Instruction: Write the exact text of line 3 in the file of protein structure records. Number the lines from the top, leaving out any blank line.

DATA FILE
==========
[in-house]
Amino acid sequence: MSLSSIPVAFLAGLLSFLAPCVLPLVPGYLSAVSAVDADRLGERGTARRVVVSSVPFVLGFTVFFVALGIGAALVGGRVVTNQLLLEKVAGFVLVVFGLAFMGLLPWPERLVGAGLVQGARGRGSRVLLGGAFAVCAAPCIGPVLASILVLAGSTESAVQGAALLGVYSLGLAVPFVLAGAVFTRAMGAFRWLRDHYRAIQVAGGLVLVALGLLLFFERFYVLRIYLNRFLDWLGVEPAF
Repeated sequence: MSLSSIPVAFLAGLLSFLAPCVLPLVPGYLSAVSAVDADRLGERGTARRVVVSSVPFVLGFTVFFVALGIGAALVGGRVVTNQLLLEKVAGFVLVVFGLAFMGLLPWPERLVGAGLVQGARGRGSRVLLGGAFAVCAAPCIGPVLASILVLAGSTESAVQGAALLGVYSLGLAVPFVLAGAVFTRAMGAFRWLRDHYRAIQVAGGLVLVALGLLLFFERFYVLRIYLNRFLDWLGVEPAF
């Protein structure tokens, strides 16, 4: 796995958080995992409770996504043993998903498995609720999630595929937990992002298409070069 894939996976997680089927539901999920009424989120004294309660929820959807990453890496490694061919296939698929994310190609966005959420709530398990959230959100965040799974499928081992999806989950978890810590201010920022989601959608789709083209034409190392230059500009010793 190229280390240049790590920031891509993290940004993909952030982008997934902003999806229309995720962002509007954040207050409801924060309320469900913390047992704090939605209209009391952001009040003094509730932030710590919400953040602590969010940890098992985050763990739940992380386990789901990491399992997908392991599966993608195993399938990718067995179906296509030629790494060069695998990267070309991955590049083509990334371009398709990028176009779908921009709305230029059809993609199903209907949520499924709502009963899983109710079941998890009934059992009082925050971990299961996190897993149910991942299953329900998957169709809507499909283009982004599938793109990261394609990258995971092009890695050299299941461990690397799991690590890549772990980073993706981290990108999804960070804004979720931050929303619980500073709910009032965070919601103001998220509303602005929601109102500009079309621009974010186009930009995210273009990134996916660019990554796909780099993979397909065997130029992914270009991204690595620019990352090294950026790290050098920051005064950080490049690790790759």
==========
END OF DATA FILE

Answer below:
Repeated sequence: MSLSSIPVAFLAGLLSFLAPCVLPLVPGYLSAVSAVDADRLGERGTARRVVVSSVPFVLGFTVFFVALGIGAALVGGRVVTNQLLLEKVAGFVLVVFGLAFMGLLPWPERLVGAGLVQGARGRGSRVLLGGAFAVCAAPCIGPVLASILVLAGSTESAVQGAALLGVYSLGLAVPFVLAGAVFTRAMGAFRWLRDHYRAIQVAGGLVLVALGLLLFFERFYVLRIYLNRFLDWLGVEPAF